4 Thompson v. Blanchard, 3 N. T. 335; Buffington v. Bronson, 61 0. S. 231, 56 N. E. 762; Sterner v. Palmer, 34 Pa. St. 131. The consideration for an indemnity bond given to protect sureties on an executor's bond is the continuance of the executor in his trust; and that the indemnity is given -pursuant to an order of court. Buffington v. Bronson, 61 0. S. 291, 56 N.

E. 762. If the bond is not a good statutory bond, it needs a consideration, if not under seal, to be a good common-law contract. Mittnacht v. Kellermann, 105 N. Y. 461, 12 N. E. 28.

5 Gallagher v. Equitable Gas Light Co., 141 CaL 699, 75 Pac. 329.

6 So under Compiled Laws of North Dakota, Sec. 5827, 5828 and 5833. Stro* beck v. Blackmore, 38 N. D. 593, 165 N. W. 980.

Section 1177 of the Civil Code of South Dakota (Compiled Laws of South Dakota, 1913) has been amended by eliminating the words "or less than" the amount actually due, so that as it now stands, a consideration is necessary for a promise to accept less than the amount due in full satisfaction. Eggland v. South, 22 S. D. 467, 118 N. W. 719.

Under Section 122 of the Negotiable Instrument Act, the holder of an instrument may discharge a party by a written renunciation. Section 122 of the Negotiable Instrument Law is as follows: "The holder may expressly renounce his rights against any party to the instrument, before, at or after its maturity. An absolute and unconditional renunciation of his rights against the principal debtor made at or after maturity of the instrument discharges the instrument. But a renunciation does not affect the rights of a holder in due course without notice. A renunciation must be in writing, unless the instrument is delivered up to the person primarily liable thereon." Under this statute such renunciation is undoubtedly sufficient, although no consideration therefor exists. The question which has thus far arisen under this statute is whether it applies to agreements by which the holder agrees for value to discharge parties to the instrument.7 Under a statute which provides that part performance of an obligation may operate as a discharge if the creditor accepts such performance in writing as satisfaction, although no new consideration therefor exists, an oral agreement for an extension of time without consideration is inoperative.8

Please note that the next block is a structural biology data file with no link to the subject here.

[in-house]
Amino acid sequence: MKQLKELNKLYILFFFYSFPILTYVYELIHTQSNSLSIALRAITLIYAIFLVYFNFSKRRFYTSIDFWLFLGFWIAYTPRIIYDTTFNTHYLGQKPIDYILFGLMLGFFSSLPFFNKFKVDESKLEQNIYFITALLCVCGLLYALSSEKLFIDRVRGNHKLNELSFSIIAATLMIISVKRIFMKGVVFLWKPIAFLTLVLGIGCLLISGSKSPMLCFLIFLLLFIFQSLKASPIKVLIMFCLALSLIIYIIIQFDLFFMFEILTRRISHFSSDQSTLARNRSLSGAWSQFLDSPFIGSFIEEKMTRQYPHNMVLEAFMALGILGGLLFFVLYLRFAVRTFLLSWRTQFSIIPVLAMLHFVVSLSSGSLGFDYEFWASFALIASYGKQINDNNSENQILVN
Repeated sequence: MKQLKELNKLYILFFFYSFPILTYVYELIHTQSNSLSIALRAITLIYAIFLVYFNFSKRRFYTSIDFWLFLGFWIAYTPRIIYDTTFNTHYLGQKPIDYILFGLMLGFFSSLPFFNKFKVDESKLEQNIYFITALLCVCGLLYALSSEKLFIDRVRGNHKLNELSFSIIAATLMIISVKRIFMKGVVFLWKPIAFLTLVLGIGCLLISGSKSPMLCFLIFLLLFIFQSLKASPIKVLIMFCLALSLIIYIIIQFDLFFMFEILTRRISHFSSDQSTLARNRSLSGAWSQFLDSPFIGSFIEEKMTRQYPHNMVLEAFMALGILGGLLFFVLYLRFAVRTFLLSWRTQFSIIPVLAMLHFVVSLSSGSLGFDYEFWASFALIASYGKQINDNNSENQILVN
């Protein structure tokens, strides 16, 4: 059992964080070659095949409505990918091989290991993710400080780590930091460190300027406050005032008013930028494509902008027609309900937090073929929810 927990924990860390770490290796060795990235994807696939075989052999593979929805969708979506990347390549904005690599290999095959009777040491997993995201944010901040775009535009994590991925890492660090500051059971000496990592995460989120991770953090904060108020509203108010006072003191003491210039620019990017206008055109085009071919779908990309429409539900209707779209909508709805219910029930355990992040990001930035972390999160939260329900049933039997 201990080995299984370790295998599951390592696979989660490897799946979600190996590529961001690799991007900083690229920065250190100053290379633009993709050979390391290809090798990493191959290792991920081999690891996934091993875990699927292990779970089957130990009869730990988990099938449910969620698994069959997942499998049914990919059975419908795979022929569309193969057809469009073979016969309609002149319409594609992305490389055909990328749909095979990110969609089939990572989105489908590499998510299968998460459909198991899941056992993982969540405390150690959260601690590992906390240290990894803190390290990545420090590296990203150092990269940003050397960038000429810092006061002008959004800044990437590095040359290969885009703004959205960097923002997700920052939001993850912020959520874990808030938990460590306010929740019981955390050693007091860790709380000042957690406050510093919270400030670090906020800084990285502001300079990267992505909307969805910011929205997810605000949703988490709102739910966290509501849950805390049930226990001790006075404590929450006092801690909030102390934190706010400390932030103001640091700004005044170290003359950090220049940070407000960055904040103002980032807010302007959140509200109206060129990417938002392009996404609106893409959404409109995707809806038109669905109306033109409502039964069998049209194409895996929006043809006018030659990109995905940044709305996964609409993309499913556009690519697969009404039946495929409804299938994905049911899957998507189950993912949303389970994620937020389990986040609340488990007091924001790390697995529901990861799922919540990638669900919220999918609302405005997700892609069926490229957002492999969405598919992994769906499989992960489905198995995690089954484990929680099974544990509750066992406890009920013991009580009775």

A legal transaction, which is not in the nature of a contract which does not require a valuable consideration, is not rendered inoperative by the fact that the parties enter into such transaction for what they regard to be a consideration, but which in legal effect is not a sufficient consideration.9 It is not necessary that there be a valuable consideration for a husband's written consent to his wife's devise of her realty; and such consent is not rendered inoperative by the fact that it was given in pursuance of a transaction by which one attempted to release to the other dower in the property of such other,10 at least in view of the fact that each party to such transaction had performed.